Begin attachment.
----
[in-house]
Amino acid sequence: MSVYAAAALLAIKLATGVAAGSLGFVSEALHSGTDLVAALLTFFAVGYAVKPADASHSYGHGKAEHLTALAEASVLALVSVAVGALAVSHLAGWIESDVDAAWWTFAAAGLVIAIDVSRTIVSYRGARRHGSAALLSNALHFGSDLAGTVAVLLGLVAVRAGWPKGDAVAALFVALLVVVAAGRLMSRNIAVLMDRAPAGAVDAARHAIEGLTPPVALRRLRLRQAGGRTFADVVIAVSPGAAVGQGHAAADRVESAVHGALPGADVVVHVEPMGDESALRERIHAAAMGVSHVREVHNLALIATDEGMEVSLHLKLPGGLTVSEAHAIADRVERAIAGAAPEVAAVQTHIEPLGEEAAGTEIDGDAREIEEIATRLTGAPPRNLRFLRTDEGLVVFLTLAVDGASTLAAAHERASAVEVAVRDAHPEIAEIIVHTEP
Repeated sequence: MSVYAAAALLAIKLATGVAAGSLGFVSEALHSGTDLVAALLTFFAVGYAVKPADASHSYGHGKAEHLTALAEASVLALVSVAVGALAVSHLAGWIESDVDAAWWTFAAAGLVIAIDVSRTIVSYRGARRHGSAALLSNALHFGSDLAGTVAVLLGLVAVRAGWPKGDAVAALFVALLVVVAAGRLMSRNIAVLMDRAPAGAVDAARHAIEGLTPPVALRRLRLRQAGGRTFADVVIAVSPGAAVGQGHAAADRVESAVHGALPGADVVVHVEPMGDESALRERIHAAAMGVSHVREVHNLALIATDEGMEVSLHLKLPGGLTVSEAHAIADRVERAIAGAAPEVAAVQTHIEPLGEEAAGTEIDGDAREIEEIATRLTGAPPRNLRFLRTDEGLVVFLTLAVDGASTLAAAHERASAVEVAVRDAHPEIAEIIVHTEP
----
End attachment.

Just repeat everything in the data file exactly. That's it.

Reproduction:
[in-house]
Amino acid sequence: MSVYAAAALLAIKLATGVAAGSLGFVSEALHSGTDLVAALLTFFAVGYAVKPADASHSYGHGKAEHLTALAEASVLALVSVAVGALAVSHLAGWIESDVDAAWWTFAAAGLVIAIDVSRTIVSYRGARRHGSAALLSNALHFGSDLAGTVAVLLGLVAVRAGWPKGDAVAALFVALLVVVAAGRLMSRNIAVLMDRAPAGAVDAARHAIEGLTPPVALRRLRLRQAGGRTFADVVIAVSPGAAVGQGHAAADRVESAVHGALPGADVVVHVEPMGDESALRERIHAAAMGVSHVREVHNLALIATDEGMEVSLHLKLPGGLTVSEAHAIADRVERAIAGAAPEVAAVQTHIEPLGEEAAGTEIDGDAREIEEIATRLTGAPPRNLRFLRTDEGLVVFLTLAVDGASTLAAAHERASAVEVAVRDAHPEIAEIIVHTEP
Repeated sequence: MSVYAAAALLAIKLATGVAAGSLGFVSEALHSGTDLVAALLTFFAVGYAVKPADASHSYGHGKAEHLTALAEASVLALVSVAVGALAVSHLAGWIESDVDAAWWTFAAAGLVIAIDVSRTIVSYRGARRHGSAALLSNALHFGSDLAGTVAVLLGLVAVRAGWPKGDAVAALFVALLVVVAAGRLMSRNIAVLMDRAPAGAVDAARHAIEGLTPPVALRRLRLRQAGGRTFADVVIAVSPGAAVGQGHAAADRVESAVHGALPGADVVVHVEPMGDESALRERIHAAAMGVSHVREVHNLALIATDEGMEVSLHLKLPGGLTVSEAHAIADRVERAIAGAAPEVAAVQTHIEPLGEEAAGTEIDGDAREIEEIATRLTGAPPRNLRFLRTDEGLVVFLTLAVDGASTLAAAHERASAVEVAVRDAHPEIAEIIVHTEP